Unemployment expected to drop lower when new labour market data revealed

By Nona Pelletier for RNZ

The record low unemployment rate is expected to have dropped further over the first three months of the year, while tight labour market conditions continue to drive wage growth.

First quarter labour market data to be released on Wednesday is expected to show unemployment fell to around 3 percent from a record 3.2 percent in the last three months of 2021.

Wage inflation was expected to have accelerated in the first quarter, from a annual rise of 2.8 percent in the December quarter.

Westpac Bank acting chief economist Michael Gordon said the tight labour market was expected to remain a significant source of domestic inflation pressure for the rest of the year, as employers bid up wages to attract and retain talent.

Wage growth tipped to beat annual inflation rate

Wage growth could have enough momentum to match or eventually outpace overall annual inflation, which hit a 30-year high of 6.9 percent in the first quarter.

"In the last year in particular, a large chunk of (inflation) has been the international cost shock side. I think going forward, that will probably be less of a driver of price increases, and it'll be more about domestic conditions and that's where we might see in a year's time, we might actually see some wage growth that exceeds inflation," Gordon said.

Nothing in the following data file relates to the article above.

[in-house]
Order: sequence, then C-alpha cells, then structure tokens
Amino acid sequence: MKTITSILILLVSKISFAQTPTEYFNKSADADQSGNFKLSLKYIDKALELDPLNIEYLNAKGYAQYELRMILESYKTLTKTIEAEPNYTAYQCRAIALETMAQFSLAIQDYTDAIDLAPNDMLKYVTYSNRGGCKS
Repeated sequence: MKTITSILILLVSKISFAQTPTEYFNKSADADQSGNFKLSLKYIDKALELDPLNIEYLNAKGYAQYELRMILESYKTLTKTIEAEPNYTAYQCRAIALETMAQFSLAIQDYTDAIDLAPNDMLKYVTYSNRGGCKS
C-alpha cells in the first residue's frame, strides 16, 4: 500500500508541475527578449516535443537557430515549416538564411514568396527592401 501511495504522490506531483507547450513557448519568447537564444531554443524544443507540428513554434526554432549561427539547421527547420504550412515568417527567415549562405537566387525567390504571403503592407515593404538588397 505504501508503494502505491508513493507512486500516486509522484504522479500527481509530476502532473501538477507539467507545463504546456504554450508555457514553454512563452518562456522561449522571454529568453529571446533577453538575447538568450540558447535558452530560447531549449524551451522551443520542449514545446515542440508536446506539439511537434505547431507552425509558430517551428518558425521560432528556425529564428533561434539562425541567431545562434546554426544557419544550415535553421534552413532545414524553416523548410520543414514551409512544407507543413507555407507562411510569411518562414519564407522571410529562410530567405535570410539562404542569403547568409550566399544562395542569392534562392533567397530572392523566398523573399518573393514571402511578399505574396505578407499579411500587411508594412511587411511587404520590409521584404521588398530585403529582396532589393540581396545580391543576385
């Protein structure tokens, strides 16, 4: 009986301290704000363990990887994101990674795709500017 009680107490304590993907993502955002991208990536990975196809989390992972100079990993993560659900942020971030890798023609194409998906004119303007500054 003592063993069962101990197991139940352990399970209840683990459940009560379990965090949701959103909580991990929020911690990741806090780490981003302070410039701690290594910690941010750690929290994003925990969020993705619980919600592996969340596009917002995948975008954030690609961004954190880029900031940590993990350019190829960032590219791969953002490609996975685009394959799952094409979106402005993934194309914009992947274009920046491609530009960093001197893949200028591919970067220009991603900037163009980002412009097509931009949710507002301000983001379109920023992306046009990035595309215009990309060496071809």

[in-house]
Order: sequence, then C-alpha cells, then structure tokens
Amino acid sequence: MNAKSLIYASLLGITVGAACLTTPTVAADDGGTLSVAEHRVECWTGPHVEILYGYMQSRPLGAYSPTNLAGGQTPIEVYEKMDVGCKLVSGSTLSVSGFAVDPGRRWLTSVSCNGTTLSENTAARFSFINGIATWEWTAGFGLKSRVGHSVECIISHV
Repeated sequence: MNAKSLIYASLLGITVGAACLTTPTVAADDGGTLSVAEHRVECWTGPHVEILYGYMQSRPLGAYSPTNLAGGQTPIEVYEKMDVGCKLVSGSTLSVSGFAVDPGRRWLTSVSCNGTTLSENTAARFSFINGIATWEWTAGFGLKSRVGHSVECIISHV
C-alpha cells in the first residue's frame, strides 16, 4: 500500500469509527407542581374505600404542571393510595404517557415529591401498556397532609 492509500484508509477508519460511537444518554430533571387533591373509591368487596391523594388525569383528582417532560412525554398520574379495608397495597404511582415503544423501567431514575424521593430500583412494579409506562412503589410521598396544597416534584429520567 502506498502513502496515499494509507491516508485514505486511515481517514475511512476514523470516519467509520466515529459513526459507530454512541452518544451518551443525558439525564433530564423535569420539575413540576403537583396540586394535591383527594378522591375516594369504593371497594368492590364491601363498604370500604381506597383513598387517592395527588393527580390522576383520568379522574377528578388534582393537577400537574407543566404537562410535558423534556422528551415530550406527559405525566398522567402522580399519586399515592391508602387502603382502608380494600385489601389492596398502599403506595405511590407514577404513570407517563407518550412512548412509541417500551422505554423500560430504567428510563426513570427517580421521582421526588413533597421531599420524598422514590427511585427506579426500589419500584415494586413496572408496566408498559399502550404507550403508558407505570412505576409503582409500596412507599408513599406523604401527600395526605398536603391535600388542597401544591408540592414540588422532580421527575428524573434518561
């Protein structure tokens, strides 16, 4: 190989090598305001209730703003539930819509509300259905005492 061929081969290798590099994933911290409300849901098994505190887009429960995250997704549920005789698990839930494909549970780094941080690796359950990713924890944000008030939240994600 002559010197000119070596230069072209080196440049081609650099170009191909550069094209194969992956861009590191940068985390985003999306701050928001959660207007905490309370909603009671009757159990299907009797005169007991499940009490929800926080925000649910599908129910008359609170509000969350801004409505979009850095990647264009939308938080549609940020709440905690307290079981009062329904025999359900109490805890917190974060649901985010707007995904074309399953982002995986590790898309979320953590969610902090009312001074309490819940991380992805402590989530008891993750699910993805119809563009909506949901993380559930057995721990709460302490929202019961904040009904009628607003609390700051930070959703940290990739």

"It's a tough environment and it's reflecting this combination of pretty major shocks to the economy, coming from several different sides, and it's just really unusual circumstances."

Gordon said the return of normal migration patterns may have little effect on the national labour market, with the hospitality sector likely to benefit most from a return of people on working holiday visas.

Labour market conditions were expected to give the Reserve Bank cause to continue with aggressive interest rate hikes, with another 50 basis point hike to the official cash rate later this month, taking it to 2 percent, he said.

"Part of dealing with the inflation problem is that we're going to need to correct back to something more sustainable and that actually means somewhat higher unemployment in the medium term.

In the meantime, labour market conditions were expected to tighten further, he said.

"That degree of demand for workers is just so remarkable at the moment.

"The number of job advertisements is just blowing away what it was before Covid and it's quite remarkable to say we went through this massive economic shock, and now workers are more in demand by far, than they were before that happened."